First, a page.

Concerning the potential creative possibilities of incompletion – as Titlestad glossed it, “rather than failure or resignation, incompletion becomes a site of revelation and possibility” – Vladislavić suggested that in addition to the possibilities it accords the writer, incompletion “also has great rewards for the reader”. He cited Fernando Pessoa’s The Book of Disquiet [i] as a prime example of this kind of incompletion.

Titlestad observed that Vladislavić’s writing serves a necessary defamilarising function, “trading in the scraps of the possible and impossible. The Loss Library is the world’s most beautiful and fully formed scrapbook at some level”. To which Vladislavić responded, “Thank you. I think” and alluded to the influence of Geoff Dyer’s The Ongoing Moment on his writing.  Vladislavić is clearly intrigued by the creative possibilities of the photographic medium as evinced by his recent collaborations with photographers. The Loss Library contains narrative snapshots of ideas, of hats, shoes, pathways, books and absences across time and geography.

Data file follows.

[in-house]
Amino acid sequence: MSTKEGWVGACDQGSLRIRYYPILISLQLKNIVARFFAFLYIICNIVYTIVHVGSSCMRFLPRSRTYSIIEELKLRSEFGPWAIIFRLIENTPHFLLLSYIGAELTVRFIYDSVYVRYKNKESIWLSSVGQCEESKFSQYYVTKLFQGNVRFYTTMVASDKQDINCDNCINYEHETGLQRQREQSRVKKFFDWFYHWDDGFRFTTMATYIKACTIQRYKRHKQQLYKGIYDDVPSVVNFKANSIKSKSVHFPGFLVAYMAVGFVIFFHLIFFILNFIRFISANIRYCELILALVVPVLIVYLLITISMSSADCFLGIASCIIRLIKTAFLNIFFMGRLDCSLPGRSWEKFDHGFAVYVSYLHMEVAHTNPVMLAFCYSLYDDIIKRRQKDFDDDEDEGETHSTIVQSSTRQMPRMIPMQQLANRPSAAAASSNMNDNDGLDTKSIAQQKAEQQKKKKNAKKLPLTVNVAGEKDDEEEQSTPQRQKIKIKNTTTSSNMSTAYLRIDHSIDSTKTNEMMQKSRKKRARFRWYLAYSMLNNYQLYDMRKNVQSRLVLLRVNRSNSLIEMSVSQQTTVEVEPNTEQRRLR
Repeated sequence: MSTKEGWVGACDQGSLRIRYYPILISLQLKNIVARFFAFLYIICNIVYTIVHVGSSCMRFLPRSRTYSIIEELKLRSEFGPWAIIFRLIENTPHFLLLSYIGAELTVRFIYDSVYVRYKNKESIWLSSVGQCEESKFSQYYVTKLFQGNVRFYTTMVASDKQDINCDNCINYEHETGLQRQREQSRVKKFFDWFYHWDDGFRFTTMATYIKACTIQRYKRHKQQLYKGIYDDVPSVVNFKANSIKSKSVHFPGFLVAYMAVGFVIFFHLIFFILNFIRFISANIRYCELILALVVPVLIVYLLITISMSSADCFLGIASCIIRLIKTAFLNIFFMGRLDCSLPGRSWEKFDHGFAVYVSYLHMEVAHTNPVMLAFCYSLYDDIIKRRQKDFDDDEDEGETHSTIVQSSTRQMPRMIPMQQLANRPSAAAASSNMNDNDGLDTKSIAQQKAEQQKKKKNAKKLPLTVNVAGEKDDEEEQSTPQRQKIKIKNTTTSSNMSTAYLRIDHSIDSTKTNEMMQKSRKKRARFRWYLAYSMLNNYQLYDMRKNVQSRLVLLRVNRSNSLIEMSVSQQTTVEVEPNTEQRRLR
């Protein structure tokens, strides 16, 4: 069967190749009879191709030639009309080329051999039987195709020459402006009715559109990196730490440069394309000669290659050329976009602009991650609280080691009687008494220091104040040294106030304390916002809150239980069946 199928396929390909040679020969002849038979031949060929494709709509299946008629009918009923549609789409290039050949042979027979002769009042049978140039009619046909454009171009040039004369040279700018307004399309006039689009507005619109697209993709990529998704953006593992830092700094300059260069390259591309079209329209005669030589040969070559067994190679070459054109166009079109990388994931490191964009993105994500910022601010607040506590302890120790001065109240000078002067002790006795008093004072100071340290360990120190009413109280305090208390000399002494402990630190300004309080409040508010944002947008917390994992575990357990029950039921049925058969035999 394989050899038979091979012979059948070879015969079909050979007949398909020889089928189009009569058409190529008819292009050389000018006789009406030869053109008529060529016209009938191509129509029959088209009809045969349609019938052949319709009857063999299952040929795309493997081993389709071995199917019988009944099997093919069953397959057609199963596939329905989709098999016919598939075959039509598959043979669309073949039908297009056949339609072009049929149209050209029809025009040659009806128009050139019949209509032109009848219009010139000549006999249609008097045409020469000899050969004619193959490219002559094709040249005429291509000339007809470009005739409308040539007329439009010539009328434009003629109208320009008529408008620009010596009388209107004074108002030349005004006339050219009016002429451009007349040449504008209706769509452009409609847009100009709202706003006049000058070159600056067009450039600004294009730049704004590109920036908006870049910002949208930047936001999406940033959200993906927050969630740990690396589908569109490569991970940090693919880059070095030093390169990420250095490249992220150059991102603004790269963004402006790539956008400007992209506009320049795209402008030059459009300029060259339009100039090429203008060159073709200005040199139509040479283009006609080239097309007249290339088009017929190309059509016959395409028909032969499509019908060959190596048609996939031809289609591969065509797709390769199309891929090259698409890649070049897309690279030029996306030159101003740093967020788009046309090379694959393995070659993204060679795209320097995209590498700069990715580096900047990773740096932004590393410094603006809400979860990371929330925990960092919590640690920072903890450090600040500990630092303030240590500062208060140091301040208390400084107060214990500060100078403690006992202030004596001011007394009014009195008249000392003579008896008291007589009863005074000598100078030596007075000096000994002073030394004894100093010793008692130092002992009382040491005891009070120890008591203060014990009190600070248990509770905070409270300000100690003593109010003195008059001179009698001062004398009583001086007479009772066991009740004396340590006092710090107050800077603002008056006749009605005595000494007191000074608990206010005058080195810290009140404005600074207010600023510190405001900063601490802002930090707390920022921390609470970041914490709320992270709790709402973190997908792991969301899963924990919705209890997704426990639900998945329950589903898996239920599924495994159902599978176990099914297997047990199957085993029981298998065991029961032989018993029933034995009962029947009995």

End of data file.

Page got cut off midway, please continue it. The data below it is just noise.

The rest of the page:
Referring to the way in which fiction is capable of altering one’s relationship to the world one lives in, Titlestad celebrated Vladislavić’s “oblique vision of the world which casts it off kilter” and which has affected his own relationship to Jo’burg, to the details of the city he otices. At this point, Titlestad explained his quirky t-shirt choice for the launch, which was a fitting embodiment of his favourite line in Vladislavić’s 2004 work, The Exploded View: “I want to be a popular mechanic”. The appreciative laughter signalled that the melancholy mood had definitely lifted.